Thursday, 3 September 2020




Twin Peaks of Wonder and Delight

It’s been another weird and wonderful day. In essence, I cannot improve on the end-of-day post from Adam Button on ForexLive, which I will quote in its entirety:

The magical, non-stop rally in stocks continues. The bottom line is this: the pandemic will end in 2021 but easy money policies from central banks and governments won't.

That, and 1.5% margin loans are fueling a remarkable run in stock markets. What's especially incredible is how few dips there are. There was a hiccup today that looked like it could turn into more but even big drops on the Tesla an Apple charts couldn't slow the momentum. New records abound.

  • S&P 500 up 54 points to 3580 (+1.5%)
  • Nasdaq up 116 points to 12056 (+1.0%)
  • DJIA up 454 points to 29100 (+1.6%)

There hasn't been a truly bad day since June.

I agree with all of this. Any number of measures show that this is the most extreme sentiment we have seen in the stock market since the top of the dotcom bubble in 2000. That is becoming the measure of comparison. It is a totally safe bet that there will be a big correction at some point. But any idiot can see that; the point is to work out when that will happen (if you are a trader), or to find something better to invest in now for the long term (if you are an investor). Neither is easy.

So, let’s try to keep things brief for a change. There was an interesting reverse for some of the most exciting and fashionable stocks on Wednesday, notably Apple Inc. and Tesla Inc., but this did nothing to shift the market. More defensive stocks had a better day than usual, but again, nothing that screams a change of direction. One telling comparison with 2000 can be seen in this chart, which compares the Russell 3000 value and growth indexes over the last 25 years. I normalized the chart to equal 100 on the day​ in 2000 when value made its previous low against growth. We know that the bursting of the bubble followed that time:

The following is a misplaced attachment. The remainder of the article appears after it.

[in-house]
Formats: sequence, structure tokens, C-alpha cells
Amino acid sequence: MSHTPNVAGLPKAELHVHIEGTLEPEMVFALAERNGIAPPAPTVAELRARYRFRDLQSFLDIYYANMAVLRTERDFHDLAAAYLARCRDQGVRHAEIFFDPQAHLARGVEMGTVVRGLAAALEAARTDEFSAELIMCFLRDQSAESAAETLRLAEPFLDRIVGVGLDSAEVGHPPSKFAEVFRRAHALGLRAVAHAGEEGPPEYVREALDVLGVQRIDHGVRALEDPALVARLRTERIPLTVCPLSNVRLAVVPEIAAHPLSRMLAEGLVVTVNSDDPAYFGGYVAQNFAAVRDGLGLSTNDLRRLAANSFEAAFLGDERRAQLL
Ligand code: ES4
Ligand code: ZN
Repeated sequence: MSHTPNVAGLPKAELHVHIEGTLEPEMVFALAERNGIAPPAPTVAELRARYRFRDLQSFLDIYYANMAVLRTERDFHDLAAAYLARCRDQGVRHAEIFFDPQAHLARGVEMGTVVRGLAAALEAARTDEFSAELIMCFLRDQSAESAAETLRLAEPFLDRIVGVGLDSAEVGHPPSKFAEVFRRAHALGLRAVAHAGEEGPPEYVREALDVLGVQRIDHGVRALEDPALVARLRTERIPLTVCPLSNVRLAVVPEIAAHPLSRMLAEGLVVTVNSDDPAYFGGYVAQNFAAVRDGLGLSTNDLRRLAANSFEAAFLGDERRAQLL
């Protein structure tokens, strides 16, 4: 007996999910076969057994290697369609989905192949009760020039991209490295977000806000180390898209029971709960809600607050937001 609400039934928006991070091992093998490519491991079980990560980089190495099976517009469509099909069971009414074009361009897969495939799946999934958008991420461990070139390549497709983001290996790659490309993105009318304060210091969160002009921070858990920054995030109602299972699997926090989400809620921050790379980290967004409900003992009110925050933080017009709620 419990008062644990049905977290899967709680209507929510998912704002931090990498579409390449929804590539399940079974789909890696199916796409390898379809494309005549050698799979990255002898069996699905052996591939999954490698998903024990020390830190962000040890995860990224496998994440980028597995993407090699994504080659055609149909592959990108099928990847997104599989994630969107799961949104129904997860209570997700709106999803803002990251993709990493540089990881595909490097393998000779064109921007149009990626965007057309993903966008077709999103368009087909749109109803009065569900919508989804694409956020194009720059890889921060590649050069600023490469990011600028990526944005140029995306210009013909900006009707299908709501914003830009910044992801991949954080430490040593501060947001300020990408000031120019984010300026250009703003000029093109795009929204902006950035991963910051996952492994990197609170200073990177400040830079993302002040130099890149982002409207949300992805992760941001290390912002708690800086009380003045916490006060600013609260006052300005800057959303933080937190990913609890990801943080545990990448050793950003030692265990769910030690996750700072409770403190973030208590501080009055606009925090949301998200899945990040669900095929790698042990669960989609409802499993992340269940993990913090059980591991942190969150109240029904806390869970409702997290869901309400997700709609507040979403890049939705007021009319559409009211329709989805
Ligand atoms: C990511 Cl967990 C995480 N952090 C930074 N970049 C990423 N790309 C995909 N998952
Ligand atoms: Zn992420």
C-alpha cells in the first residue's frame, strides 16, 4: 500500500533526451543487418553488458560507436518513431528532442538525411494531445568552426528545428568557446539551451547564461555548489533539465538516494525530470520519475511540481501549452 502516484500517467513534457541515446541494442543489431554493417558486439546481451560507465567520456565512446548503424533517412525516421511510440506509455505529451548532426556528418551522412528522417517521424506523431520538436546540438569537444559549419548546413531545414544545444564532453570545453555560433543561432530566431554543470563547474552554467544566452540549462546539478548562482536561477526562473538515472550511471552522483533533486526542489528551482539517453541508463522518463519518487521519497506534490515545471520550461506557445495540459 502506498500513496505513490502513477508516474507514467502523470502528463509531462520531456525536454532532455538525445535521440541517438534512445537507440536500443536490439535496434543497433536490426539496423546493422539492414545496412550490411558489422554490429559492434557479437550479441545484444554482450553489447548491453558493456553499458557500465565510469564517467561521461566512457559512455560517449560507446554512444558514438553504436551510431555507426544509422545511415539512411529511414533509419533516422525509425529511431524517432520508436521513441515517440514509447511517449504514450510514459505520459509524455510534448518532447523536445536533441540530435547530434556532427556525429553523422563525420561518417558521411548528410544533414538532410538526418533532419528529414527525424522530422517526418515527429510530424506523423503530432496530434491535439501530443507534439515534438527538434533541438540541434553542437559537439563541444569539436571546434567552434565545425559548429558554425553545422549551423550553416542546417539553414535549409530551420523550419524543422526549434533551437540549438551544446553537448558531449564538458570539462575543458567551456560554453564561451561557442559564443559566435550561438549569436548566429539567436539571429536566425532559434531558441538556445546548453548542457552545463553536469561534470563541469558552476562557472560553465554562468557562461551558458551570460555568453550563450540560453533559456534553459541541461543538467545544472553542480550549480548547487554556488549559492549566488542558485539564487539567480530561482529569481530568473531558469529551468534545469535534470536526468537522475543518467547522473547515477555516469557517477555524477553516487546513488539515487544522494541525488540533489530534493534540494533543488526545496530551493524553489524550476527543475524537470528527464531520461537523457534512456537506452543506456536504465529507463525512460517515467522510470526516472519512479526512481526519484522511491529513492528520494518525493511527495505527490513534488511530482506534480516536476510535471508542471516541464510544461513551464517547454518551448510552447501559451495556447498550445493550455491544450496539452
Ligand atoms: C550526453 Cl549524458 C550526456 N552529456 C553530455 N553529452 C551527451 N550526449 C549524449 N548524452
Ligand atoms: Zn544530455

To save you from squinting at the chart too much, the last “melt-up” phase in 2000 was even greater than the one of the last few months, but the gain since growth stocks briefly lost ground to value in the weeks after the 2016 election is even bigger than in the four years leading up to the top of the internet bubble. Growth has done twice as well as value in that period.

In 2000, rates were low, and the Fed was beginning to raise them. This time around, rates are negligible and there is no chance of their rising for years. In 2000, the economy had been expanding for years; this time it is still clambering out from the hole created by arguably the greatest sudden stop in history. So there are points of difference.​

The similarity counts for more, though. At some point, this will reverse. But, as in 2000, there may well be no clear catalyst for that reversal in advance. And people who stick in value throughout may not feel greatly vindicated in the end. Back then, those who stuck to their guns saw clients pull their money, and wished they had gone with the herd. The same will probably happen this time.​

Stock Splits

A cynic, Oscar Wilde said, knows the price of everything and the value of nothing. Plenty of investors also, allegedly, have difficulty discerning the difference between price and value. That at least seemed to be the best interpretation of the extraordinary goings on in the shares of Apple and Tesla in the last week or so. Both companies had very high share prices after their long rallies. And on Monday, both decided to split their stock. The number of shares in both companies rose, so that while their underlying value was unaffected, the price of each share fell.

This should be a technical operation with no effect on market values. Instead, the market worth of two of the wonders of the age, with all kinds of great news already incorporated in their valuations, surged as they split Monday —​ and then sank​ Wednesday:

On Monday, the two tech titans rose while the rest of the market was sluggish for much of the day; on Wednesday, they fell as the rest of the market climbed. So these are obviously stock-specific effects.​

One response is to say that incidents like this prove markets aren't​ efficient. There shouldn’t have been any move at all. But that is too easy. Most of us knew already that markets are often inefficient. So how can we explain effects like this? I recommend reading this lengthy post from Aswath Damodaran, the guru of stock valuation at New York University’s Stern School of Business.​